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Hi All, 

I also made this reply to Jane off list and will share with the rest of the group. I am currently doing research in Urban Panama City, Central America ... specifically "The viability of urban conservation in Tropical Cities". We are looking at both migratory and residential birds ... what types of habitat they use, diversity, and of course vegetative index. We are correlating also the survivability rates of some nestling species ... because our feral cat populations are so large. \

Of course as a scientist I cannot speak to all points made by either Jane or others about ca and wildlife. But I can say a few things with data to back it up and data that is statistically significant (collected in our work)

1. In urban environments in Panama ... there are more species utilizing the urban matrix than most might think. We have recorded over 100 species within the boundary of Panama City ... of which most are residential but some are migratory.

2. Habitat loss in the city is severe and bird species have been delegated to utilize non-native habitat (which is immensely patchy) but have utilized it successfully

3. Fledgling survival rates of many species we have looked at are almost null. The main culprit we have identified are urban feral cat populations. Adult ground nesting birds seem to survive cat attacks fairly well ... fledglings do not. I have seen with 2 years of data almost a 78% death rate in certain species survival rates within Panama City and throughout multiple habitat types. 

4. The only course of action that we have deemed appropriate to control massive kills has been straight culls of the cat population. 

5. There is plenty of research throughout Latin America that speaks directly to feral cat populations in both urban and rural areas and the effect on native.migratory bird populations ... just look via your local library at peer reviewed research ... its abundant.

6. As per the argument of habitat loss. I cannot disagree with Jane and especially in the tropics, that this is not significant. I would also like to point out what others have said or eluded to: We, as bird conservationists, must strive at conserving native/migratory bird populations in every way we can which is CLEARLY a multilateral dynamic approach.

SIDE NOTE: As a dog owner myself and a pet lover I can empathize with the "cat lobby". I do think that you should have the option to responsibly have outdoor time for your cat. In my field though, a unsupervised cat, let loose into the "wilds" (albeit rural or urban) is indeed a disaster for local birdlife (in my case I can speak with authority to this). The problem here is responsibility in the U.S. and in my neck of the woods (Panama) ... simply overwhelming numbers of feral cat populations are destructive. As a cat owner ... I would suggest limited exposure to the out-of-doors, in a fenced backyard where you as the owner can try and control as much of that cats affect on local wildlife as possible. That is your responsibility as a pet owner. Otherwise ... in Panama ... the cats programs that have initiated are 100% cull.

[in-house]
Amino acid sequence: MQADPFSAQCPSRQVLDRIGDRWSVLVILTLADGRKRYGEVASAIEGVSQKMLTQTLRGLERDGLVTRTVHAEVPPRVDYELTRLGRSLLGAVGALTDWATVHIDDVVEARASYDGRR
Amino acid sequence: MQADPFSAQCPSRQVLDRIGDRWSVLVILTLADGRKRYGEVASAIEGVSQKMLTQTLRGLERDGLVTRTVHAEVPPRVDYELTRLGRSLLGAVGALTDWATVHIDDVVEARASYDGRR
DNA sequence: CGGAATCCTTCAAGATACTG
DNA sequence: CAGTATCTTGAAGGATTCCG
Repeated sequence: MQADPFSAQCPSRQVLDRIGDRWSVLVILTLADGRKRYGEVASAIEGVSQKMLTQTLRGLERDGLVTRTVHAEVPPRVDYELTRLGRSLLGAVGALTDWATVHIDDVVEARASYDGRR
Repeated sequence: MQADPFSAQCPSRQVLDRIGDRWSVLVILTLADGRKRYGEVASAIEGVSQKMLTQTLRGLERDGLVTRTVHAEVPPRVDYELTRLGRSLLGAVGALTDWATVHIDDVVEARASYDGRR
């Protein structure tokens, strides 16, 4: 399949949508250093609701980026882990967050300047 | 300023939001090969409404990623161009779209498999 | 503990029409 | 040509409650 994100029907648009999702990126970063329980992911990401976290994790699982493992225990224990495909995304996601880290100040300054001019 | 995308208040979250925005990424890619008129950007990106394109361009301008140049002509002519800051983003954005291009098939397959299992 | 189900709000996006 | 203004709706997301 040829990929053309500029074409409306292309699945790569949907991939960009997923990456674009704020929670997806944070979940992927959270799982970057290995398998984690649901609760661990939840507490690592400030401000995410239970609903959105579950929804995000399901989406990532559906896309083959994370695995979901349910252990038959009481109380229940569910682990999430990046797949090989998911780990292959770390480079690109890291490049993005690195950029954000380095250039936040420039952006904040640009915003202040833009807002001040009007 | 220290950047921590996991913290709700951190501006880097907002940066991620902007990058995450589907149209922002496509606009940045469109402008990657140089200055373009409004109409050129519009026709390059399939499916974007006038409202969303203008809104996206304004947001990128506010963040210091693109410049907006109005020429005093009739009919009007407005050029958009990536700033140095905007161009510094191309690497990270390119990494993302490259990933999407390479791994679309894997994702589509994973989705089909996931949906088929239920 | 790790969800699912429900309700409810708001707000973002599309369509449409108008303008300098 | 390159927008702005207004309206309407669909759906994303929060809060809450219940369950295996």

Questions and comments welcome,

Ezekiel S. Jakub (Zeke)
Resource Management and Conservation, Avian/Tropical
Conservación de Aves Tropicales (Panamá)
U.S. Ph: (413)773-7906
Panama Cell Ph: (507) 649-40106
Panama Home Ph: (507) 221-9941
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On Jan 31, 2013, at 5:31 PM, Jane Stein <[log in to unmask]> wrote:

> Thomas, given the really impressive background you just spelled out, I wonder if you might explain something in your previous post that disturbed me and some other readers far more than throwing stuff at intruding cats, and that's your method of choice for killing mice, glue traps and drowning.
> 
> I assume there's a reason you do it this way.  I've struggled against the necessity of killing mice and found no way around it, but I settled on snap traps because they kill quickly and reasonably humanely.  Are those impractical for you in some way?
> 
> Thanks,
> 
> Jane
> 
> 
> 
> 
> On 1/31/2013 8:01 AM, Thomas Berriman wrote:
>> "Let's not forget that cats are only doing what comes naturally.  To
>> talk of "eliminating" them or "run them down on foot picking up rocks
>> and throwing the whole time" is not only cruel and inhumane, but
>> illegal!"
>> 
>> 
>> Sorry Pamela my post sounded so inhumane. As a 20 year long
>> vegetarian, PETA member and (someone who doesn't even own leather
>> shoes, belt or wallet) I accept and understand the need for some
>> species in our natural world to be 'managed' either through hunting
>> or other forms of control. The 135 million  cats (Wisc. Study)  that
>> are an 'invasive' species (out of doors) need to be managed. I will
>> continue to chase any cat that wonders onto my property and throw
>> anything I happen upon to scare it off. Maybe that is why I have only
>> seen a cat twice in 10 years.
>> 
>> Perhaps I am only doing what comes 'naturally' to me as one more
>> species on the planet.
>> 
>> As an Audubon chapter president and board member the last 11 years, I
>> have lectured and posted dozens and dozens of informational
>> suggestions and guides on dealing with the invasive species of cats.
>> I will continue to do so at every opportunity. However as I stated
>> before:
>> 
>> Cat owners do not get to have it both ways, Cats are either
>> 'wildlife' or pets and what happens in the 'wilds' stays in the
>> wilds.
>> 
>> Tom
>>